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Journal of orthopaedic research : official publication of the Orthopaedic Research Society

A bioreactor system for in vitro tendon differentiation and tendon tissue engineering.


PMID 25664422

Abstract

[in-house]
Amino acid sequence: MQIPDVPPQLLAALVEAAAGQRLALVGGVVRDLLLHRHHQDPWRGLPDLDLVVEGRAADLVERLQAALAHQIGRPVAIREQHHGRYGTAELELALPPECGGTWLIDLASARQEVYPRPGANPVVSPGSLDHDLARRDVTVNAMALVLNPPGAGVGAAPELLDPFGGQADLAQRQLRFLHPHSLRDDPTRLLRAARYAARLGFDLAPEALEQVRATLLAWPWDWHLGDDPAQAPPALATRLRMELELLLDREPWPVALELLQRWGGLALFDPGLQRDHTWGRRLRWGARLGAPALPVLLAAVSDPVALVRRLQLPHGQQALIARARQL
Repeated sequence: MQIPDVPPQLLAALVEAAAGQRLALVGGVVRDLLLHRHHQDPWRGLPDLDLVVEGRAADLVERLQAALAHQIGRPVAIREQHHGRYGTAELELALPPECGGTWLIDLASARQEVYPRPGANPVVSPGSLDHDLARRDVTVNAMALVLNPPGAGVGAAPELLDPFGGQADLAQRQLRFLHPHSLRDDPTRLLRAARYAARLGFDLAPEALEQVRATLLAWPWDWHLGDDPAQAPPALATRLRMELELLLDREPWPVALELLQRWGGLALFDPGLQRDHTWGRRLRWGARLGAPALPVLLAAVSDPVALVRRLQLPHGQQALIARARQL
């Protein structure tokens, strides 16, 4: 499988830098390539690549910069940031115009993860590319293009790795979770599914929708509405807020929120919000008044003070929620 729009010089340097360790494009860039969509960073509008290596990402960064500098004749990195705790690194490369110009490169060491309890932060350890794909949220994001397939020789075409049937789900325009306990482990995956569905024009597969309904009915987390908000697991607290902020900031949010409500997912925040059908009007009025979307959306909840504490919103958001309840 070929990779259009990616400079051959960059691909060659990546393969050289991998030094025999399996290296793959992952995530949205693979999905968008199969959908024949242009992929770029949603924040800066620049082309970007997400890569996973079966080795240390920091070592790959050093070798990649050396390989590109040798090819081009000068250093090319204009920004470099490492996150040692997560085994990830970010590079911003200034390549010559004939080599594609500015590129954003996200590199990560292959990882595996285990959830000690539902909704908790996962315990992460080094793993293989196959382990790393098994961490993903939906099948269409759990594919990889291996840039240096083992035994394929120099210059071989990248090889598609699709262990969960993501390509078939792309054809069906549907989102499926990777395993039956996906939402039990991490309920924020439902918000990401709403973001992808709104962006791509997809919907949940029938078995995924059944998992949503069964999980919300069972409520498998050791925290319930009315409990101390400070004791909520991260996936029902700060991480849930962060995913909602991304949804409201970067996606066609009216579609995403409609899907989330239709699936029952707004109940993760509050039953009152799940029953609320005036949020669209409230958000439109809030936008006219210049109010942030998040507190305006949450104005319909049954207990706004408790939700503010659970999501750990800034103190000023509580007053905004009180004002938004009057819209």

There is significant clinical demand for functional tendon grafts in human and veterinary medicine. Tissue engineering techniques combining cells, scaffolds, and environmental stimuli may circumvent the shortcomings of traditional transplantation processes. In this study, the influence of cyclic mechanical stimulation on graft maturation and cellular phenotype was assessed in an equine model. Decellularized tendon scaffolds from four equine sources were seeded with syngeneic bone marrow-derived mesenchymal stem cells and subjected to 0%, 3%, or 5% strain at 0.33 Hz for up to 1 h daily for 11 days. Cells cultured at 3% strain integrated deep into their scaffolds, altered extracellular matrix composition, adopted tendon-like gene expression profiles, and increased construct elastic modulus and ultimate tensile strength to native levels. This bioreactor protocol is therefore suitable for cultivating replacement tendon material or as an in vitro model for studying differentiation of stem cells toward tendon.